Then you claim no proof is ever achieved of a crime? No standard or confidence interval, not even the one in practice of “beyond a reasonable doubt” is sufficient to say that someone is guilty? One may as well doubt that a fish is a fish.

    However, even if someone is guilty why would I want to be like them and harm another human being? Wouldn’t taking joy in someone else’s suffering make me a little like that person?

    No more so than firing a water gun at someone makes you a little like someone who fires an actual gun at someone. It is the same motion; it is a completely different context. An eye for an eye is justice; life for an eye is not, but neither is a slap on the wrist for taking a life.

    However, if we accept that torture taints the torturer even if the victim is himself a torturer, why does this not apply to all punishment? Doesn’t fining a robber make us like him? Or imprisoning a kidnapper?

    Let me get this straight, it appears that you’re saying the US is an anarchistic society with no system of justice?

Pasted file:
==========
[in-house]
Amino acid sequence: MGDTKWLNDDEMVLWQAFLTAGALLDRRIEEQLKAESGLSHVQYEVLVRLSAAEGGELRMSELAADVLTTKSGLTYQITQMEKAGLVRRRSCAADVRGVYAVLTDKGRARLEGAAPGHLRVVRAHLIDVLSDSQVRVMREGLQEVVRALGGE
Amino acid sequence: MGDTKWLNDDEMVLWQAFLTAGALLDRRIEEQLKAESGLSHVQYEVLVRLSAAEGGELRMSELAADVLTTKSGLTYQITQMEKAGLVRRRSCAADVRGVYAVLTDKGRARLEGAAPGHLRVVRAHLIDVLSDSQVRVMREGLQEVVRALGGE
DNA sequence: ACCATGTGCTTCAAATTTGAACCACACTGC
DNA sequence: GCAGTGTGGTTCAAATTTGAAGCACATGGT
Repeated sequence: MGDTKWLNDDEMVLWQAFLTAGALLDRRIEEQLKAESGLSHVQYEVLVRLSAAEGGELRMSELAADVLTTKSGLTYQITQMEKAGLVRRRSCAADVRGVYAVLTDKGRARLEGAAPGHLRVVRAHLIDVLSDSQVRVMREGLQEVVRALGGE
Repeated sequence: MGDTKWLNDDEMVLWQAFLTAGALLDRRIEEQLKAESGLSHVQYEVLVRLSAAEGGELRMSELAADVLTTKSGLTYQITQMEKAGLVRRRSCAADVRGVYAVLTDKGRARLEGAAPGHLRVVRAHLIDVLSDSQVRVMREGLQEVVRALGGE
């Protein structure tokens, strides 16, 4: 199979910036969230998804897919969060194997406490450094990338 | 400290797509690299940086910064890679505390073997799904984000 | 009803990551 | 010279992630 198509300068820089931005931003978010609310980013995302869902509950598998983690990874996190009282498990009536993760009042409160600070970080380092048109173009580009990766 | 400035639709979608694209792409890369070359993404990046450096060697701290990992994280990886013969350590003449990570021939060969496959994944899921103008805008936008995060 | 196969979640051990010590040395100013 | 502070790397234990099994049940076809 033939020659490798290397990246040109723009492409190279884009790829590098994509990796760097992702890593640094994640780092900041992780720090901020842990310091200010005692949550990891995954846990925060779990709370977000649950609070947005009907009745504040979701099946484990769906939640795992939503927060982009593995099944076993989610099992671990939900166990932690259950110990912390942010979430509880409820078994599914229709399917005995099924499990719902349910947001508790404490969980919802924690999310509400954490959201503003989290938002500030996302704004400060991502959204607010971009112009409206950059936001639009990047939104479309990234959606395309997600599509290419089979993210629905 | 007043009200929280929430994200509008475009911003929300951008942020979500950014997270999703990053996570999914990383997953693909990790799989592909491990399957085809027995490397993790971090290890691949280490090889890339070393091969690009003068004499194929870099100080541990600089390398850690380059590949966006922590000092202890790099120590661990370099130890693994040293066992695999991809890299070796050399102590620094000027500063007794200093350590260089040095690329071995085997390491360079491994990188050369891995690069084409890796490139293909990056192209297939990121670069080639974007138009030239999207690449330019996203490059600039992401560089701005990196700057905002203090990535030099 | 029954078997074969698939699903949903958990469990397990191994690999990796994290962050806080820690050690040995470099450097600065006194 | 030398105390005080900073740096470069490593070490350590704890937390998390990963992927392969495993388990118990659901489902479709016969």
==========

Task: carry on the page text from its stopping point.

No, I am speaking of hypothetical anarchy. Imagine a society with no police, no courts, no laws. Criminals who today must work under cover and in secret would freely rob and kill. Thus, they have a natural advantage. This advantage must be countered by civil society. The US is not anarchistic. If someone is breaking into your house to steal your property, you can call the police and they will stop him and make him give it back. The courts may then fine him or imprison him. But nothing can undo the robbery. The man has violated your rights. He is a criminal. He is bad. He requires punishment, not to make him good, not to provide the victim with succor, but simply because justice declares that one bad turn deserves another.

    The problem is you’re only taking into account one societal value, “justice”. Torturing the guilty may be “right” in a society that only valued justice, but our society takes many values into consideration: justice, compassion, morality, fairness… just to name a few. We couldn’t have a civil society by just taking into consideration one value.